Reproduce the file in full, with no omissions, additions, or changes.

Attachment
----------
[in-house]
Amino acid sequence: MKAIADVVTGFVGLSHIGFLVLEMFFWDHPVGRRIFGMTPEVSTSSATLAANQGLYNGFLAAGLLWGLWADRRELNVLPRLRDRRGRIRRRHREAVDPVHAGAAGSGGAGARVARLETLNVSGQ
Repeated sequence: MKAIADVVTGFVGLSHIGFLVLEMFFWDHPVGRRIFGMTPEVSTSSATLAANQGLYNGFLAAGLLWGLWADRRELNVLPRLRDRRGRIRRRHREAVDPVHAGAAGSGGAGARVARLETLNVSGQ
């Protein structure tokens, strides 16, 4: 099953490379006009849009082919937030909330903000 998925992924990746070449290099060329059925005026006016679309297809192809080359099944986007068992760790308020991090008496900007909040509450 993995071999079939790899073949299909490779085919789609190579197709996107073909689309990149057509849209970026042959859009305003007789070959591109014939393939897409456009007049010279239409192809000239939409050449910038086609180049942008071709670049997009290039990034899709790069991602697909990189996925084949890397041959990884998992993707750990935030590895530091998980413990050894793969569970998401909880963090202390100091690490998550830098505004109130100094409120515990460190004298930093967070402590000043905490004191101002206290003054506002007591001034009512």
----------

[in-house]
Amino acid sequence: MKAIADVVTGFVGLSHIGFLVLEMFFWDHPVGRRIFGMTPEVSTSSATLAANQGLYNGFLAAGLLWGLWADRRELNVLPRLRDRRGRIRRRHREAVDPVHAGAAGSGGAGARVARLETLNVSGQ
Repeated sequence: MKAIADVVTGFVGLSHIGFLVLEMFFWDHPVGRRIFGMTPEVSTSSATLAANQGLYNGFLAAGLLWGLWADRRELNVLPRLRDRRGRIRRRHREAVDPVHAGAAGSGGAGARVARLETLNVSGQ
């Protein structure tokens, strides 16, 4: 099953490379006009849009082919937030909330903000 998925992924990746070449290099060329059925005026006016679309297809192809080359099944986007068992760790308020991090008496900007909040509450 993995071999079939790899073949299909490779085919789609190579197709996107073909689309990149057509849209970026042959859009305003007789070959591109014939393939897409456009007049010279239409192809000239939409050449910038086609180049942008071709670049997009290039990034899709790069991602697909990189996925084949890397041959990884998992993707750990935030590895530091998980413990050894793969569970998401909880963090202390100091690490998550830098505004109130100094409120515990460190004298930093967070402590000043905490004191101002206290003054506002007591001034009512």